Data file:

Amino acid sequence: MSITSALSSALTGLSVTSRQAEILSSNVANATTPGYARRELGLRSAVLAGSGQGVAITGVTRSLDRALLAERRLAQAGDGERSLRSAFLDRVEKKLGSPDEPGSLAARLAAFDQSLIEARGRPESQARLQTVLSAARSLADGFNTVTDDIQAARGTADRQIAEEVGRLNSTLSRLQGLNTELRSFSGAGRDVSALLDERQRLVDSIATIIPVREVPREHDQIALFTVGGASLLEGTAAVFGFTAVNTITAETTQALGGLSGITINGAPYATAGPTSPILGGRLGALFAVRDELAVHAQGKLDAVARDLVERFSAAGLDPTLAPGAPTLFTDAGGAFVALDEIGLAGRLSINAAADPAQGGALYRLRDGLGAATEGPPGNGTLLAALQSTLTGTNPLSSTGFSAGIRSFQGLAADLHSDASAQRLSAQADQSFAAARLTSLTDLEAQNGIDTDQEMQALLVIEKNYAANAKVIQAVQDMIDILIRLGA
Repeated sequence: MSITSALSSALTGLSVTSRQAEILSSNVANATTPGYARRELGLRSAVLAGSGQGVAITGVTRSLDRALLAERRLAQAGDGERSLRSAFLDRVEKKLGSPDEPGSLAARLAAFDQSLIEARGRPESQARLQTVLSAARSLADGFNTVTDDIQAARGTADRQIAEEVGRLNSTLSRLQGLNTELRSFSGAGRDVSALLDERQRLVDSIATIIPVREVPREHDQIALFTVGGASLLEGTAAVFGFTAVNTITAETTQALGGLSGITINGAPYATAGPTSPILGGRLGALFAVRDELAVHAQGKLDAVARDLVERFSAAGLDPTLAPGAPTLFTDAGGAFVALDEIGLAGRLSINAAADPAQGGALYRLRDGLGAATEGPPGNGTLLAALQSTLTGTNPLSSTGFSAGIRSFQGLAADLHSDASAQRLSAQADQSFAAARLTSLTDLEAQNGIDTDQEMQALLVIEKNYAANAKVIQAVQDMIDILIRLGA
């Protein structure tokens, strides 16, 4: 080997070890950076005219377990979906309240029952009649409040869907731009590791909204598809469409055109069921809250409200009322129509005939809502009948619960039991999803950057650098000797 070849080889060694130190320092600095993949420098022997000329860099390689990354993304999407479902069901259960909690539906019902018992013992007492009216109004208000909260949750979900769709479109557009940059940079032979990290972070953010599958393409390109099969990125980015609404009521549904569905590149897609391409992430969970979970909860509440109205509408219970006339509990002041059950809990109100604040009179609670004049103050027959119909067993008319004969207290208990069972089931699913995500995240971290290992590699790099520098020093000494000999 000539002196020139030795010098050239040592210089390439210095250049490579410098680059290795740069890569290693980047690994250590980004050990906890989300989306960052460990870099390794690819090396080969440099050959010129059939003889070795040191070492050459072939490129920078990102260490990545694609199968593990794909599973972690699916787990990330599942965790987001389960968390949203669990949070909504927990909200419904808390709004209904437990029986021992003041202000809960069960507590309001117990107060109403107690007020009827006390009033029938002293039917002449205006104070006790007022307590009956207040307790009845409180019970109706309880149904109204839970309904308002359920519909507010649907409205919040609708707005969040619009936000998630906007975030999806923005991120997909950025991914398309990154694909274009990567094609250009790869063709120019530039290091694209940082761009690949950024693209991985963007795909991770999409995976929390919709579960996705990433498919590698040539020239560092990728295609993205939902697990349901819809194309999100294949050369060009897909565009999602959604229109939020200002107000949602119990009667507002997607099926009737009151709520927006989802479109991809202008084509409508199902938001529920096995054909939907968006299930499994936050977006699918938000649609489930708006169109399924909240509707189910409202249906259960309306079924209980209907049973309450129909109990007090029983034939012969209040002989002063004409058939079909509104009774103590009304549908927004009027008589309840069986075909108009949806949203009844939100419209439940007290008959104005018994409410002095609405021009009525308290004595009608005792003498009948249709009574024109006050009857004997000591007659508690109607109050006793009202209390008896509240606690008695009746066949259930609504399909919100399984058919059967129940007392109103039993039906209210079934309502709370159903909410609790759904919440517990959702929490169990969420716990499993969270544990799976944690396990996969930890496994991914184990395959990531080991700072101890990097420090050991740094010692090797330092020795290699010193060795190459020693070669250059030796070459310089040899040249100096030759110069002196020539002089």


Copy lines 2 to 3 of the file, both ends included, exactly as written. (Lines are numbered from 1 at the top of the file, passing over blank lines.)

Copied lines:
Repeated sequence: MSITSALSSALTGLSVTSRQAEILSSNVANATTPGYARRELGLRSAVLAGSGQGVAITGVTRSLDRALLAERRLAQAGDGERSLRSAFLDRVEKKLGSPDEPGSLAARLAAFDQSLIEARGRPESQARLQTVLSAARSLADGFNTVTDDIQAARGTADRQIAEEVGRLNSTLSRLQGLNTELRSFSGAGRDVSALLDERQRLVDSIATIIPVREVPREHDQIALFTVGGASLLEGTAAVFGFTAVNTITAETTQALGGLSGITINGAPYATAGPTSPILGGRLGALFAVRDELAVHAQGKLDAVARDLVERFSAAGLDPTLAPGAPTLFTDAGGAFVALDEIGLAGRLSINAAADPAQGGALYRLRDGLGAATEGPPGNGTLLAALQSTLTGTNPLSSTGFSAGIRSFQGLAADLHSDASAQRLSAQADQSFAAARLTSLTDLEAQNGIDTDQEMQALLVIEKNYAANAKVIQAVQDMIDILIRLGA
């Protein structure tokens, strides 16, 4: 080997070890950076005219377990979906309240029952009649409040869907731009590791909204598809469409055109069921809250409200009322129509005939809502009948619960039991999803950057650098000797 070849080889060694130190320092600095993949420098022997000329860099390689990354993304999407479902069901259960909690539906019902018992013992007492009216109004208000909260949750979900769709479109557009940059940079032979990290972070953010599958393409390109099969990125980015609404009521549904569905590149897609391409992430969970979970909860509440109205509408219970006339509990002041059950809990109100604040009179609670004049103050027959119909067993008319004969207290208990069972089931699913995500995240971290290992590699790099520098020093000494000999 000539002196020139030795010098050239040592210089390439210095250049490579410098680059290795740069890569290693980047690994250590980004050990906890989300989306960052460990870099390794690819090396080969440099050959010129059939003889070795040191070492050459072939490129920078990102260490990545694609199968593990794909599973972690699916787990990330599942965790987001389960968390949203669990949070909504927990909200419904808390709004209904437990029986021992003041202000809960069960507590309001117990107060109403107690007020009827006390009033029938002293039917002449205006104070006790007022307590009956207040307790009845409180019970109706309880149904109204839970309904308002359920519909507010649907409205919040609708707005969040619009936000998630906007975030999806923005991120997909950025991914398309990154694909274009990567094609250009790869063709120019530039290091694209940082761009690949950024693209991985963007795909991770999409995976929390919709579960996705990433498919590698040539020239560092990728295609993205939902697990349901819809194309999100294949050369060009897909565009999602959604229109939020200002107000949602119990009667507002997607099926009737009151709520927006989802479109991809202008084509409508199902938001529920096995054909939907968006299930499994936050977006699918938000649609489930708006169109399924909240509707189910409202249906259960309306079924209980209907049973309450129909109990007090029983034939012969209040002989002063004409058939079909509104009774103590009304549908927004009027008589309840069986075909108009949806949203009844939100419209439940007290008959104005018994409410002095609405021009009525308290004595009608005792003498009948249709009574024109006050009857004997000591007659508690109607109050006793009202209390008896509240606690008695009746066949259930609504399909919100399984058919059967129940007392109103039993039906209210079934309502709370159903909410609790759904919440517990959702929490169990969420716990499993969270544990799976944690396990996969930890496994991914184990395959990531080991700072101890990097420090050991740094010692090797330092020795290699010193060795190459020693070669250059030796070459310089040899040249100096030759110069002196020539002089």